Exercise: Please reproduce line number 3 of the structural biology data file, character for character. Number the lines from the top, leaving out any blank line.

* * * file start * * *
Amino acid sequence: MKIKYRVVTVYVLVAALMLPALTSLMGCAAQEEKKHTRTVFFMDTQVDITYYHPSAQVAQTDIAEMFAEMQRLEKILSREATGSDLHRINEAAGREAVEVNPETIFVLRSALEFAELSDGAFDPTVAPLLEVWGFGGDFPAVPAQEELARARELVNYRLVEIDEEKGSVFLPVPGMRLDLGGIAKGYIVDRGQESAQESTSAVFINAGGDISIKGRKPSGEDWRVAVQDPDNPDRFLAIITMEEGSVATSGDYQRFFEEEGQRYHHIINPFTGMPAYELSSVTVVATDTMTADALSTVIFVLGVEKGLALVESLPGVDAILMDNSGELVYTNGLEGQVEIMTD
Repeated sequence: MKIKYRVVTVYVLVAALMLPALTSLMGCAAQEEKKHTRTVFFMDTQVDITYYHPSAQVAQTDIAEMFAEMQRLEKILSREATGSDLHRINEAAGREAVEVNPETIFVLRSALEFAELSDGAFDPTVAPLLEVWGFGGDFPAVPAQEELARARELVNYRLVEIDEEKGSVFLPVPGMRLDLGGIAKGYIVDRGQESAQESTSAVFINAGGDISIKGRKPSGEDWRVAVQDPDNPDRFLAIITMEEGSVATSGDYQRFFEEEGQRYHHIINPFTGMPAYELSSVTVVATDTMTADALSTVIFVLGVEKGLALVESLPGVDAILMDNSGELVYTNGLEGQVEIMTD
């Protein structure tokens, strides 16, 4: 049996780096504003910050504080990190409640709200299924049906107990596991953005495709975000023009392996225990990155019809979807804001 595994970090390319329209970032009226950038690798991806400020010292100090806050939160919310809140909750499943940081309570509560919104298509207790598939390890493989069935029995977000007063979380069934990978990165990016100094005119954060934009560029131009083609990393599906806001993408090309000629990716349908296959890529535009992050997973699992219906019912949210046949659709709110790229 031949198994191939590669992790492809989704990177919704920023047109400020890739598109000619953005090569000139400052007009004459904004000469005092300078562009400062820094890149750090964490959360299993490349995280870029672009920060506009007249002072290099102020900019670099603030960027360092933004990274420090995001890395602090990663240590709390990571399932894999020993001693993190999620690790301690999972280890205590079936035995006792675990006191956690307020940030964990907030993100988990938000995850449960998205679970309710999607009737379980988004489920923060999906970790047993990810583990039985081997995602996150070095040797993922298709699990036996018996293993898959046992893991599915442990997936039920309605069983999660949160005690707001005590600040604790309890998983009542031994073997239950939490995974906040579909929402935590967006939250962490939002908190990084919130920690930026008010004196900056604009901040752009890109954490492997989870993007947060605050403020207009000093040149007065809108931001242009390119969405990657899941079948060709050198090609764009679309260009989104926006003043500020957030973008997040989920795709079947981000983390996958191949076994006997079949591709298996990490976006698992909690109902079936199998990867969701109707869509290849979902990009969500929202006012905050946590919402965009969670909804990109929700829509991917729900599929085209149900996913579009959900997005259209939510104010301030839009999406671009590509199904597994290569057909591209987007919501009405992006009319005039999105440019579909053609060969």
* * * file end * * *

């Protein structure tokens, strides 16, 4: 049996780096504003910050504080990190409640709200299924049906107990596991953005495709975000023009392996225990990155019809979807804001 595994970090390319329209970032009226950038690798991806400020010292100090806050939160919310809140909750499943940081309570509560919104298509207790598939390890493989069935029995977000007063979380069934990978990165990016100094005119954060934009560029131009083609990393599906806001993408090309000629990716349908296959890529535009992050997973699992219906019912949210046949659709709110790229 031949198994191939590669992790492809989704990177919704920023047109400020890739598109000619953005090569000139400052007009004459904004000469005092300078562009400062820094890149750090964490959360299993490349995280870029672009920060506009007249002072290099102020900019670099603030960027360092933004990274420090995001890395602090990663240590709390990571399932894999020993001693993190999620690790301690999972280890205590079936035995006792675990006191956690307020940030964990907030993100988990938000995850449960998205679970309710999607009737379980988004489920923060999906970790047993990810583990039985081997995602996150070095040797993922298709699990036996018996293993898959046992893991599915442990997936039920309605069983999660949160005690707001005590600040604790309890998983009542031994073997239950939490995974906040579909929402935590967006939250962490939002908190990084919130920690930026008010004196900056604009901040752009890109954490492997989870993007947060605050403020207009000093040149007065809108931001242009390119969405990657899941079948060709050198090609764009679309260009989104926006003043500020957030973008997040989920795709079947981000983390996958191949076994006997079949591709298996990490976006698992909690109902079936199998990867969701109707869509290849979902990009969500929202006012905050946590919402965009969670909804990109929700829509991917729900599929085209149900996913579009959900997005259209939510104010301030839009999406671009590509199904597994290569057909591209987007919501009405992006009319005039999105440019579909053609060969």